Pharmacists boost adherence in hepatitis C patients

July 13, 2011

The involvement of specialty pharmacists and nurses increased medication adherence in patients with hepatitis C (HCV), recent research has reported.

The involvement of specialty pharmacists and nurses increased medication adherence in patients with hepatitis C (HCV), recent research has reported.

Accredo Health Group, the specialty pharmacy arm of Medco Health Solutions, found that patients receiving care at the Hepatitis C Therapeutic Resource Center at Accredo were nearly 10% more adherent than those who received therapy from other providers during Accredo’s fiscal year 2010. The center’s “high-touch” model includes instruction of patients in use of medications, communication with doctors about treatment programs, and patient assistance in management of side effects.

“There is a correlation between adherence and patients’ ability to achieve a viral response. Every time patients are nonadherent, they put themselves at a much greater risk of resistance,” said Richard Faris, vice president and national practice leader for Medco’s Rare and Specialty Therapeutics Resource Center.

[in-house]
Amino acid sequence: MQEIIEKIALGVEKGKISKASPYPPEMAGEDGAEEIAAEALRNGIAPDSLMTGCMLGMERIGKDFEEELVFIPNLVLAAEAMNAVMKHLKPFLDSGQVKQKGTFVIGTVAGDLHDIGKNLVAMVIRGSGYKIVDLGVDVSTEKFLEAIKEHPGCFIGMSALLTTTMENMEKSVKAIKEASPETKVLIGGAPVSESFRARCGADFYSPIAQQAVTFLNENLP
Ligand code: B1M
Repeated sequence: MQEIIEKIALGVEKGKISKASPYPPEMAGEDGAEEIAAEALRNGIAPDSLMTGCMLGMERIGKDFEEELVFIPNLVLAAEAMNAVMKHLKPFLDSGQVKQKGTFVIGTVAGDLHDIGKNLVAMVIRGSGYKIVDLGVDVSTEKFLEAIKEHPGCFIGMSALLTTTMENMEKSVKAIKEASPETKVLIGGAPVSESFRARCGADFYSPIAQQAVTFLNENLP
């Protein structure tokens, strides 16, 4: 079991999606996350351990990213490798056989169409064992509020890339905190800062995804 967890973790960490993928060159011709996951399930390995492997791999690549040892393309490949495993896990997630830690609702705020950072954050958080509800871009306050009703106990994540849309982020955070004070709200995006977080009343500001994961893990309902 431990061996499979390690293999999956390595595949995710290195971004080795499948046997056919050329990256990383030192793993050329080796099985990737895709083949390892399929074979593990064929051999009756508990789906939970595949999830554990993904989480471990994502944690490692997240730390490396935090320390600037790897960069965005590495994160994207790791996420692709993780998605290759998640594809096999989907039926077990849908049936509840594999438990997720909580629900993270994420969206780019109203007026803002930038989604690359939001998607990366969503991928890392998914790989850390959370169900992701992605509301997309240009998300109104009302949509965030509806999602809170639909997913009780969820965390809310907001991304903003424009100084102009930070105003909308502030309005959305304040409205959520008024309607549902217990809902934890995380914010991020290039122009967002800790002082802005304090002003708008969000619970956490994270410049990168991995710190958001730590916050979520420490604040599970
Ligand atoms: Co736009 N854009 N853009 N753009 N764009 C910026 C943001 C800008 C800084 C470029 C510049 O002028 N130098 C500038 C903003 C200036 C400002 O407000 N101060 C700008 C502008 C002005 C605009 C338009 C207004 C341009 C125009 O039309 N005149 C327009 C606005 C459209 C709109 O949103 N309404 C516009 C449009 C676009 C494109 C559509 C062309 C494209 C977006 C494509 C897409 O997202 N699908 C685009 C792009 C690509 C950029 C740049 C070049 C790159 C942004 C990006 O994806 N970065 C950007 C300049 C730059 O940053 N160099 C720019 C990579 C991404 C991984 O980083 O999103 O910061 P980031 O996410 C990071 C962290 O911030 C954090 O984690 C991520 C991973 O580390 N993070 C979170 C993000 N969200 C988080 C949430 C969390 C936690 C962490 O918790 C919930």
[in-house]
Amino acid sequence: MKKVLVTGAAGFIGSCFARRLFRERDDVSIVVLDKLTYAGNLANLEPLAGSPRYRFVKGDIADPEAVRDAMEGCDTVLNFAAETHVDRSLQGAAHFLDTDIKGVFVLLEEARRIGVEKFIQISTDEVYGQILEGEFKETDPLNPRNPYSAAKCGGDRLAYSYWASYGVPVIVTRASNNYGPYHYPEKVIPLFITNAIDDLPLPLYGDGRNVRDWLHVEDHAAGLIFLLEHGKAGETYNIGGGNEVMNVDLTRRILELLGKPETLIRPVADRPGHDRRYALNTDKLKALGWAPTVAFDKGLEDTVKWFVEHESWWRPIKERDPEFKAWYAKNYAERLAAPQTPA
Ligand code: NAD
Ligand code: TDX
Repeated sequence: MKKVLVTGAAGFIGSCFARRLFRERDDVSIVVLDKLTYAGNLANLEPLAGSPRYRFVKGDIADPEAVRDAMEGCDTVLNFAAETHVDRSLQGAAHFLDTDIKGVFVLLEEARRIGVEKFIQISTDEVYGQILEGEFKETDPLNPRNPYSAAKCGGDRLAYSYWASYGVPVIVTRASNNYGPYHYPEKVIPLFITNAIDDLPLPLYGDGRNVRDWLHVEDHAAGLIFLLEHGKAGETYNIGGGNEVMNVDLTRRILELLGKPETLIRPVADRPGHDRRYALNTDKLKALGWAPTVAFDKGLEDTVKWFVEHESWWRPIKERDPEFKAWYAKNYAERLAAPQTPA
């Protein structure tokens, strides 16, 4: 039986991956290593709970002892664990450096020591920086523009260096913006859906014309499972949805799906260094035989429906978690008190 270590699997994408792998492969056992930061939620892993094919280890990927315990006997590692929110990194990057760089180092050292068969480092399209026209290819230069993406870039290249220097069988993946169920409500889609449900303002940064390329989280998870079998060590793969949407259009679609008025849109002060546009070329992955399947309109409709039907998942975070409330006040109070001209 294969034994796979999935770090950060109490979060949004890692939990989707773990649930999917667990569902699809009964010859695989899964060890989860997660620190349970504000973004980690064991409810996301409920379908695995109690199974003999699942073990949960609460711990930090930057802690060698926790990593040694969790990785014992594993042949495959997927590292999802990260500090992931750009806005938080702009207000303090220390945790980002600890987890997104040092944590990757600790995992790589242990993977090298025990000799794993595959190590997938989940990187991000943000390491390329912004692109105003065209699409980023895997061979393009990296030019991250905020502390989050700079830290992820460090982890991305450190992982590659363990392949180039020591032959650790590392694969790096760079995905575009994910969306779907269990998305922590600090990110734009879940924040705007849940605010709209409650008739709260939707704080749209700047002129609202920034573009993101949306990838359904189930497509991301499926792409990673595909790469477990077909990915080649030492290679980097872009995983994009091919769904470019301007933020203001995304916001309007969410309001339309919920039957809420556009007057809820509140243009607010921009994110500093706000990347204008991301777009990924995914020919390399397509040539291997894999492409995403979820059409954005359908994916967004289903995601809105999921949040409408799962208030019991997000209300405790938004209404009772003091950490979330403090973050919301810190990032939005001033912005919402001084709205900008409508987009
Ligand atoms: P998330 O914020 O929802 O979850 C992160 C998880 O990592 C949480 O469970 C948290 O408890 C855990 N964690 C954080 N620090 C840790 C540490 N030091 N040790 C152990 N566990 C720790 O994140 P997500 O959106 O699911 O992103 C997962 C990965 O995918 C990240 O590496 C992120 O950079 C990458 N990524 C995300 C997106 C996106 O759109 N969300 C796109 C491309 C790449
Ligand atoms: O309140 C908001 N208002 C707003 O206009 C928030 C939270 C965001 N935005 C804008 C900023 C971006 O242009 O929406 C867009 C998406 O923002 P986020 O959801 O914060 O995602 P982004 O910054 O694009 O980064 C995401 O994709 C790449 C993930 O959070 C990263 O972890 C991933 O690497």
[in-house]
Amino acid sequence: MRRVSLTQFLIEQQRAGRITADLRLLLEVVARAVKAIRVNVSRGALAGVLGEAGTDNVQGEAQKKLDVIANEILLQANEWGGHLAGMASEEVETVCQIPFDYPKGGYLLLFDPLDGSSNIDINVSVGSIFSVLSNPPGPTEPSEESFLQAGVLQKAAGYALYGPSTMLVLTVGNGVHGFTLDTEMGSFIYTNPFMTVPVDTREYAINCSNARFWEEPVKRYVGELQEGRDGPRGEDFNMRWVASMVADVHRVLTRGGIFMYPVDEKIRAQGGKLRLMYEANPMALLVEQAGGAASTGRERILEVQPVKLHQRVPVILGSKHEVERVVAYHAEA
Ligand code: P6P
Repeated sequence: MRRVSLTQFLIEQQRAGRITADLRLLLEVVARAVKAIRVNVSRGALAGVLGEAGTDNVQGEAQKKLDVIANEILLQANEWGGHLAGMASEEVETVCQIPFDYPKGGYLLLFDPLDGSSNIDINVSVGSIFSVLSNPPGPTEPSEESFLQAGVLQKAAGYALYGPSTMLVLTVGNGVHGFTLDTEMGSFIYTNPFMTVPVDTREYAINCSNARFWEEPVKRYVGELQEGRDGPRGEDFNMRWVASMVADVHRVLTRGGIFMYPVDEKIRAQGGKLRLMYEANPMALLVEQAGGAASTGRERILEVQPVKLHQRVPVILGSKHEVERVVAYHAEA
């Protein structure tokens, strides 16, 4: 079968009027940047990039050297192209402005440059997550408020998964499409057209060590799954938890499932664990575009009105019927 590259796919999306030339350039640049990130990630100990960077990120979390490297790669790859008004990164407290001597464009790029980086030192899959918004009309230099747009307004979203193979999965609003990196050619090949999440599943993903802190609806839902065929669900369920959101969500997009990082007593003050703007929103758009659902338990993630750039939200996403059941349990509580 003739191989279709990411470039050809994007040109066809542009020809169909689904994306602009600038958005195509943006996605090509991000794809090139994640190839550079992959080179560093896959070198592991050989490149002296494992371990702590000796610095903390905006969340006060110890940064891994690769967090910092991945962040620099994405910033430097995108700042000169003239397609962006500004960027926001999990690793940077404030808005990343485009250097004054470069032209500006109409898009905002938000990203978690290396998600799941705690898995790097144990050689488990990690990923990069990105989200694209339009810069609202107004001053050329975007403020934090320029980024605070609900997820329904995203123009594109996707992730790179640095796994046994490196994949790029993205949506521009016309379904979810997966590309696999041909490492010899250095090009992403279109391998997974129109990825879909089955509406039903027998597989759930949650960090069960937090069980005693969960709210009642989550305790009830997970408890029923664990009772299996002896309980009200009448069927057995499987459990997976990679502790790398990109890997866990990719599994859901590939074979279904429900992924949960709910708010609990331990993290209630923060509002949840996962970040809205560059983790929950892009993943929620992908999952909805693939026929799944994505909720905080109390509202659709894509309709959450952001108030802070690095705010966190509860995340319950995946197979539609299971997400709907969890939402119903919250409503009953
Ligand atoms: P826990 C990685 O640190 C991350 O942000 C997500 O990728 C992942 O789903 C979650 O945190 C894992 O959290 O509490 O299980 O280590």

Helping HCV patients with medication adherence will become even more important as 2 new drugs are added to many patients’ regimens. In addition to the current protocol of pegylated interferon and ribavirin, the FDA approved boceprevir and teleprevir in May to supplement treatments of HCV genotype 1, the most common type of the virus.

“Moving forward, there are additional opportunities to reduce waste in the system,” Faris said. While the typical course of treatment for HCV genotype 1 takes around 48 weeks, specialty pharmacists and others who help patients adhere to the appropriate treatment can reduce duration of treatment to 24 weeks. This also results in drug cost savings of $13,000 per patient. With the 2 additional therapies, the savings may be significantly higher than that, said Faris.